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Friday, May 20, 2011

I am the crusher of dreams…


I had an interesting discussion with a colleague of mine who manages our support team. Each day he gets a firsthand view of something that my father likes to call reality. In his case he sees what happens when a customer's expectations are not sufficiently met. Usually those aren't the most pleasant conversations.

Clearly the product and what engineering delivers play a role in that. But we also discussed how and where marketing content also defines what those customer expectations ultimately should be. Specifically we talked about how the story told by marketing can help to temper a customer's wildest dreams.

By their very nature new technology and new software are supposed to be magical. Innovation allows for new tools that will help do something better, easier, faster, or even unlock the ability to do something they has never been done before. The problem with magic and tools that are depicted as such is that some users' wildest dreams set the bar of expectation far out of reach of even the best technology.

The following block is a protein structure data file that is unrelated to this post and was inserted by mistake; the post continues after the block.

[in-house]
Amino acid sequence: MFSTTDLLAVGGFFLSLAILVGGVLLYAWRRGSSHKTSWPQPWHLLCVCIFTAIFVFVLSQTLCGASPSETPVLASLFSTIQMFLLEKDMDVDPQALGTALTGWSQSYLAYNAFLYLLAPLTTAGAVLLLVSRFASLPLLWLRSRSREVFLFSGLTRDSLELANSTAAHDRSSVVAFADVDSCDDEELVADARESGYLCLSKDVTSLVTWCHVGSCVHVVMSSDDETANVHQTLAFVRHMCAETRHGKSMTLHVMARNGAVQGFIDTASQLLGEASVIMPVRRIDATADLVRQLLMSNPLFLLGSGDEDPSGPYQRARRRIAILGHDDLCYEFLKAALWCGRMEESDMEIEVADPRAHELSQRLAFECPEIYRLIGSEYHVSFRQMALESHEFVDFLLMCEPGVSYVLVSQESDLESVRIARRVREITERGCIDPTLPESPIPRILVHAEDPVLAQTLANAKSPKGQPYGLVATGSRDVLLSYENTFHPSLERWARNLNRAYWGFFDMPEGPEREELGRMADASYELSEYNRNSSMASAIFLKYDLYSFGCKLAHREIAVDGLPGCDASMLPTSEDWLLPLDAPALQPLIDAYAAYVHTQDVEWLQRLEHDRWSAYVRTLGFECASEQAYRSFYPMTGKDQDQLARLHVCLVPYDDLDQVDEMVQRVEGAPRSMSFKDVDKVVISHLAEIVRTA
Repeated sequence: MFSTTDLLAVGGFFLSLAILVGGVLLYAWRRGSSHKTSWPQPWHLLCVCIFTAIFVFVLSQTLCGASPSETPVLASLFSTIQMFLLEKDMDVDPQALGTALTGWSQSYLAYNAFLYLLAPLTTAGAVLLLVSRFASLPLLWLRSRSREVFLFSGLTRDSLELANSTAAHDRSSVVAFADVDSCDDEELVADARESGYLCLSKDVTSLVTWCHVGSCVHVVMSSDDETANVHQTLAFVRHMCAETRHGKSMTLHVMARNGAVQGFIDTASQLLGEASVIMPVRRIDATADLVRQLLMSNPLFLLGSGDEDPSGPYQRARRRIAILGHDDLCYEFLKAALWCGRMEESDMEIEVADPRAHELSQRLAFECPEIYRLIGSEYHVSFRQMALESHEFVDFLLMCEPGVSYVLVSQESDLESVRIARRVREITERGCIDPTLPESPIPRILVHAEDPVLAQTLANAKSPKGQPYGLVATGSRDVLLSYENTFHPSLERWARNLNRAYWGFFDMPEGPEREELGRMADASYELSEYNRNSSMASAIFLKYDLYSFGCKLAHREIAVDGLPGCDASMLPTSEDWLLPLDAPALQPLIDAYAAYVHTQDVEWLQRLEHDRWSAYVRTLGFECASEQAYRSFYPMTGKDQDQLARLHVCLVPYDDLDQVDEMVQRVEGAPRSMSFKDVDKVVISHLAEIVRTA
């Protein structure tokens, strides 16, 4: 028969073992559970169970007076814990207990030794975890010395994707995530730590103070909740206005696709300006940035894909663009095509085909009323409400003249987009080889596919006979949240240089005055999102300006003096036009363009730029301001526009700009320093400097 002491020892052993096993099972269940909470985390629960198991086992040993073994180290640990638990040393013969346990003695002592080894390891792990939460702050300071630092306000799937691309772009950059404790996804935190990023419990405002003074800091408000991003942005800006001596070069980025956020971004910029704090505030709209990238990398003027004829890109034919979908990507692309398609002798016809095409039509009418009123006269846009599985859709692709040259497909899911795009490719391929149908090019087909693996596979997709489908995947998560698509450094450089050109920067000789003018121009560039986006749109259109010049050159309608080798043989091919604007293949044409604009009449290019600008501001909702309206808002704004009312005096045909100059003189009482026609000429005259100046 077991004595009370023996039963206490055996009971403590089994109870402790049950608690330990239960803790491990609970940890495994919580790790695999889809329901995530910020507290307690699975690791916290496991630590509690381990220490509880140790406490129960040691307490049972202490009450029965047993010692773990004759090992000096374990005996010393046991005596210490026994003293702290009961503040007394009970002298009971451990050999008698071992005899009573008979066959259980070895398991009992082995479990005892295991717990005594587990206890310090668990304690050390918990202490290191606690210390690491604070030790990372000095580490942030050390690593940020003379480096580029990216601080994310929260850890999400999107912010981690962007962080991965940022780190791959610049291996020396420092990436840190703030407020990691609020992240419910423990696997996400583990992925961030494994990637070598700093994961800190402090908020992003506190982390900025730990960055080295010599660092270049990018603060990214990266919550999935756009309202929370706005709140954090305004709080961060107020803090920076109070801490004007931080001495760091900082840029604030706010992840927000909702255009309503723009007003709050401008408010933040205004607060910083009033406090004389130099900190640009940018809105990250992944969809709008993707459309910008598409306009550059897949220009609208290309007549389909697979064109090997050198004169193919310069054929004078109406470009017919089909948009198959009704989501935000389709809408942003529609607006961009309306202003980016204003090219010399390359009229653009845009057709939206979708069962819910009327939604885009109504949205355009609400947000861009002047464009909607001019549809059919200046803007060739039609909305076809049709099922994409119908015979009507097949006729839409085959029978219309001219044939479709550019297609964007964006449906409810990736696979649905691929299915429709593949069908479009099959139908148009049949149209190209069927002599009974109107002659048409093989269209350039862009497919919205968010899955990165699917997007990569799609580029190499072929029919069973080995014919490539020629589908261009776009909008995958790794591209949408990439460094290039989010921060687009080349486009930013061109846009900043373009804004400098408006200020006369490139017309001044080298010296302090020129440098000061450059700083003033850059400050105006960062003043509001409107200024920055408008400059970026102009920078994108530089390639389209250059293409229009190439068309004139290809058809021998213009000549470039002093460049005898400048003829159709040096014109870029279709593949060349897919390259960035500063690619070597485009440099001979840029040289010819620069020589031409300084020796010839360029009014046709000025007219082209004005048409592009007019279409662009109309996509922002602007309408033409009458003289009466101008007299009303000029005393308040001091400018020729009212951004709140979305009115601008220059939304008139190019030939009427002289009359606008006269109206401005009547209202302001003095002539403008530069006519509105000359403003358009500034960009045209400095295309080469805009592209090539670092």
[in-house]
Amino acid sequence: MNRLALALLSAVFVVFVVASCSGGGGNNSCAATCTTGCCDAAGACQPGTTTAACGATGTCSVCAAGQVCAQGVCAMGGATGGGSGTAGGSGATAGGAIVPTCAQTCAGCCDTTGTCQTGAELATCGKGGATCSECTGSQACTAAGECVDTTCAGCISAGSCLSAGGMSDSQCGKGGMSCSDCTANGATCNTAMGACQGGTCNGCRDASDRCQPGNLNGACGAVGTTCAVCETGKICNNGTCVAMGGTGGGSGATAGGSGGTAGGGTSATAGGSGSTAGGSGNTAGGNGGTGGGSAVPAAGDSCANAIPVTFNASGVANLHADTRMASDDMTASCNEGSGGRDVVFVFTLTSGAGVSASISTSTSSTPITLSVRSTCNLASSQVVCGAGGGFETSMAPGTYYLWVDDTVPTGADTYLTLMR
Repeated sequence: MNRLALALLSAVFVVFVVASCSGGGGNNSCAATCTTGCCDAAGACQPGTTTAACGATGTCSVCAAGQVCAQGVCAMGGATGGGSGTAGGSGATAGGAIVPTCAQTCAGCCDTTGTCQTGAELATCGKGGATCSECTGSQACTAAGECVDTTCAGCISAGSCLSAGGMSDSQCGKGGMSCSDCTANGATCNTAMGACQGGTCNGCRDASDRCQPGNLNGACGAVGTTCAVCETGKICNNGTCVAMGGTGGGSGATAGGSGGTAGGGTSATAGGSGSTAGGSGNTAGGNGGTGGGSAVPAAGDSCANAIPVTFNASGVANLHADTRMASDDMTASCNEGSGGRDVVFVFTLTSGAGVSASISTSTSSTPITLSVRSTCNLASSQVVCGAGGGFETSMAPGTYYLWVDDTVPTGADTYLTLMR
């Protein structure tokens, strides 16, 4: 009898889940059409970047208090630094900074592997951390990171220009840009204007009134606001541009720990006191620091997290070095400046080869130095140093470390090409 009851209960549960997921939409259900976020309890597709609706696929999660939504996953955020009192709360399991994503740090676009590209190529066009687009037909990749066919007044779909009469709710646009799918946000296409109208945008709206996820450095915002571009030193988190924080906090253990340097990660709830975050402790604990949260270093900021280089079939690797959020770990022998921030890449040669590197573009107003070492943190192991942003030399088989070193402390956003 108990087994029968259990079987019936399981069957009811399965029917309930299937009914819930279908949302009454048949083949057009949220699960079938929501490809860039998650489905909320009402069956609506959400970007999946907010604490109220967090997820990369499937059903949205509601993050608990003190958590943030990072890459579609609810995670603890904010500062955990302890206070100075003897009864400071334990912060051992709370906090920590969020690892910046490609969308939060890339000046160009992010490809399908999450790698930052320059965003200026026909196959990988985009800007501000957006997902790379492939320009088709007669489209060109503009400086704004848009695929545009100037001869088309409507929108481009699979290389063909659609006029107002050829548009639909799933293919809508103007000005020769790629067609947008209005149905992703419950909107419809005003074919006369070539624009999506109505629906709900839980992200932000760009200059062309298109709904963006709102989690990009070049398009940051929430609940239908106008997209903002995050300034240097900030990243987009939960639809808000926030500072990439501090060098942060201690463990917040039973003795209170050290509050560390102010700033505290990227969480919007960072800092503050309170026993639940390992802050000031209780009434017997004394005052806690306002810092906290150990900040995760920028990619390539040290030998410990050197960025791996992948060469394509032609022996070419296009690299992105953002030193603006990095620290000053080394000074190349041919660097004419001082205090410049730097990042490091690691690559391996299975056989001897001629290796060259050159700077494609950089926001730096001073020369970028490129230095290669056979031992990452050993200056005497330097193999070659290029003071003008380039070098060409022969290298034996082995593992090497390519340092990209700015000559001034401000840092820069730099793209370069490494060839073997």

Some might blame this on Moore's law setting modern day users' expectation that engineers will always deliver something bigger, faster, and stronger. But part of this (or perhaps most of this) also falls in the hands of marketing. It's not the engineer's fault that the product cannot live up to customers' wildest dreams, that's marketing fault.

Content gives you the ability to control and set realistic expectations. If you built a car with a 60 mile per hour limit in a world where no car went faster than 50, there is no harm in setting the bar at 60. That will still get you where you need to go much faster than the alternative. However a promise of "the world's fastest car" could lead to expectations far beyond the 60 limit. This also leads to broken cars and hours spent with support departments.

Done well content can also turn reality in to a differentiator. Looking at it from a different perspective, knowing that nobody else can yet go 50 miles per hour, why not shape the market to set a 60 mile per hour limit as the must have within the category.

Create content, tell a story that sets a realistic expectation. After all that reality should still be far beyond what customers are able to do otherwise, but can also serve to keep those expectations in check…


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